CHOLERA

 

What is cholera?

Cholera is a bacterial disease that affects the intestinal tract. It is caused by a germ called Vibrio cholerae. Although only a few cases are recognized in the United States each year, epidemic levels of cholera have recently been reported in parts of Central and South America.

 

Who gets cholera?

Cholera affects all ages and both sexes.  Movement of population(eg. pilgrimages, marriages, fairs and festivals) results in increased risk of exposure to infection.

 

How is the germ spread?

The cholera germ is passed in the stools. It is spread by eating or drinking food or water contaminated by the fecal waste of an infected person. This occurs more often in underdeveloped countries lacking adequate water supplies and proper sewage disposal.

 

What are the symptoms of cholera?

People exposed to cholera may experience mild to severe diarrhea, vomiting and dehydration. Fever is usually absent.

 

How soon do symptoms appear?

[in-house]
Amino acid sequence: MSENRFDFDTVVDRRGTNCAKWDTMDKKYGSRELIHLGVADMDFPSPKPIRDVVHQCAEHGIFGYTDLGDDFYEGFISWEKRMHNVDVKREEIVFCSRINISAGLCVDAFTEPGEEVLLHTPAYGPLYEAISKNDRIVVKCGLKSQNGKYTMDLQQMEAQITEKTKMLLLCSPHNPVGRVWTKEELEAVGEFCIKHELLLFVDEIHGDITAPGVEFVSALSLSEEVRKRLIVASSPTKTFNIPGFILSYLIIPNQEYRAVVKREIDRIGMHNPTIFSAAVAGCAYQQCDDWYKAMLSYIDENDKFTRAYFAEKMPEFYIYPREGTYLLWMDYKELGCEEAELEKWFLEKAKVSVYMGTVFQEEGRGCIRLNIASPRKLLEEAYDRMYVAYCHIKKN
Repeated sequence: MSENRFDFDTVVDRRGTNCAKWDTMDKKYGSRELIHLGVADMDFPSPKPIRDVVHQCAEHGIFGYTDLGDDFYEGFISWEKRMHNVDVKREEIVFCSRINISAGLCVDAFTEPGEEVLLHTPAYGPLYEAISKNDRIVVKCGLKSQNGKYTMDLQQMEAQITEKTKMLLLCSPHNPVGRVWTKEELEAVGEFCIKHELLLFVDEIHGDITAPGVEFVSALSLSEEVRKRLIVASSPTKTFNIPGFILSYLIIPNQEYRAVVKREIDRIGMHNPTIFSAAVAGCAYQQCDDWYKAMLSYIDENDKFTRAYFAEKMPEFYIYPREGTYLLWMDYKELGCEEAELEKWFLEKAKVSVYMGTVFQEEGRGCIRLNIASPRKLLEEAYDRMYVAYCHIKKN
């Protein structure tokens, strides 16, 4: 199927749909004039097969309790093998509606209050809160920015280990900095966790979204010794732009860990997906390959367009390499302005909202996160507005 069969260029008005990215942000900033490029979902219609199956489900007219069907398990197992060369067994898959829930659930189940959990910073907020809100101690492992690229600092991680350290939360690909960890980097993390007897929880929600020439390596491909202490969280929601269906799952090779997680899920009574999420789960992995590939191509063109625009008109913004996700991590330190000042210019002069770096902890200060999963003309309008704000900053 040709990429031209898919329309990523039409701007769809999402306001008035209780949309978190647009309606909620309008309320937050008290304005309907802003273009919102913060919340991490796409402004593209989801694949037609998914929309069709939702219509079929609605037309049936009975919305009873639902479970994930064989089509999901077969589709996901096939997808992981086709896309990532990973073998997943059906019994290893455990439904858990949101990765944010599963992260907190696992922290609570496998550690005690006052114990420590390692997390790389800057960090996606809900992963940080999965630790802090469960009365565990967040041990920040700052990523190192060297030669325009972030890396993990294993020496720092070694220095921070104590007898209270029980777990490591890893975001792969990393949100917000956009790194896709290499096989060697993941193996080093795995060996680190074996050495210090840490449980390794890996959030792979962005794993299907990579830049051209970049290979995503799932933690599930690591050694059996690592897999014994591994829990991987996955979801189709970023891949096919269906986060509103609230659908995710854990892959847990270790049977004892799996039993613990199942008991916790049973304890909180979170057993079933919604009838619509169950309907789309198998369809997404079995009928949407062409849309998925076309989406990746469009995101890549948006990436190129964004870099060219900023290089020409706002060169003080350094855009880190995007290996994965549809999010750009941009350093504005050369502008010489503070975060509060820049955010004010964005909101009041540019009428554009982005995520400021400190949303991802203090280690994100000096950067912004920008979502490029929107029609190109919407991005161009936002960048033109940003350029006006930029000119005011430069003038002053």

The symptoms may appear from a few hours to five days after exposure.

 

What is the treatment for cholera?

Because of the rapid dehydration that may result from severe diarrhea, replacement of fluids by mouth or by the intravenous route is critical. Antibiotics, such as tetracycline, are also used to shorten the duration of diarrhea and shedding of the germs in the feces.

 

Is there a vaccine for cholera?

A vaccine is available. However, the vaccine offers only partial protection (50%) for a short duration (two to six months) . The  use of the current vaccine cannot be justified as they are of no value in controlling epidemics.

 

How can cholera be prevented?

The single most important preventive measure is to avoid consuming uncooked foods or water.  The next important preventive measure is sanitary disposal of excreta and handwashing with soap after defecation.